1. Menacker F, Hamilton BE. Recent trends in cesarean delivery in the United States. NCHS Data Brief 2010:1–8.
2. Hamilton BE, Martin JA, Osterman MJ, Curtin SC, Mathews TJ. Births: final data for 2014. Nat Vital Stat Rep 2015;64:1–64.
4. Barber EL, Lundsberg L, Belanger K, Pettker CM, Funai EF, Illuzzi JL. Contributing indications to the rising cesarean delivery rate. Obstet Gynecol 2011;118:29–38.
5. Spong CY, Berghella V, Wenstrom KD, Mercer BM, Saade GR. Preventing the first cesarean delivery: summary of a Joint Eunice Kennedy Shriver
National Institute of Child Health and Human Development, Society for Maternal-Fetal Medicine, and American College of Obstetricians and Gynecologists Workshop. Obstet Gynecol 2012;120:1181–93.
6. Safe prevention of the primary cesarean delivery. Obstetric Care Consensus No. 1. American College of Obstetricians and Gynecologists. Obstet Gynecol 2014;123:693–711.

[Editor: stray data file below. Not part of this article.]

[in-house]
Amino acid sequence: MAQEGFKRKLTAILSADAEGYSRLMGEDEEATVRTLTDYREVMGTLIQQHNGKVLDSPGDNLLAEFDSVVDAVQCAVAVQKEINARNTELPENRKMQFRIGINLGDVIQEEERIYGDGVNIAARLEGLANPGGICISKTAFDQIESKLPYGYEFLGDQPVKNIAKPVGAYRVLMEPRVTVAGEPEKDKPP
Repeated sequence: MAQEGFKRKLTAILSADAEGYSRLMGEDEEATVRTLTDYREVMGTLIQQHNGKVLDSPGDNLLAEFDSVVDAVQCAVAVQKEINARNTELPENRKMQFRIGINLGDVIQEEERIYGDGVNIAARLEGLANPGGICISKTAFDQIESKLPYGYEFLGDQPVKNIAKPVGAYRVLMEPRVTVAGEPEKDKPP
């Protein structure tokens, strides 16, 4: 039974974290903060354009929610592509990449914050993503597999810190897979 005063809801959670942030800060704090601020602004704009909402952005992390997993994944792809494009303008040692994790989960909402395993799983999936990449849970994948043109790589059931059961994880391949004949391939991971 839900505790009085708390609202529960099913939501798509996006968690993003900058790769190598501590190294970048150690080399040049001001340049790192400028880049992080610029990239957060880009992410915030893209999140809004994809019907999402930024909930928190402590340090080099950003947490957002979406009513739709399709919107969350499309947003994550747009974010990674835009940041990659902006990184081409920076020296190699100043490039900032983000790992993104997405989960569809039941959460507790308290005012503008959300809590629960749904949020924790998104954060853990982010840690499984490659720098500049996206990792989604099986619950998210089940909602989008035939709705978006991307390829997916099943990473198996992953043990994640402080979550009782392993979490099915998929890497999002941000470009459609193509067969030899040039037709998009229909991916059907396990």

7. Dildy GA, Belfort MA, Clark SC. Obstetric forceps: a species on the brink of extinction. Obstet Gynecol 2016;128:436–9.
8. Powell J, Gilo N, Foote M, Gil K, Lavin JP. Vacuum and forceps training in residency: experience and self-reported competency. J Perinatol 2007;27:343–6.
9. Gossett DR, Gilchrist-Scott D, Wayne DB, Gerber SE. Simulation training for forceps-assisted vaginal delivery and rates of maternal perineal trauma. Obstet Gynecol 2016;128:429–35.
Supplemental Digital Content
© 2017 by The American College of Obstetricians and Gynecologists. Published by Wolters Kluwer Health, Inc. All rights reserved.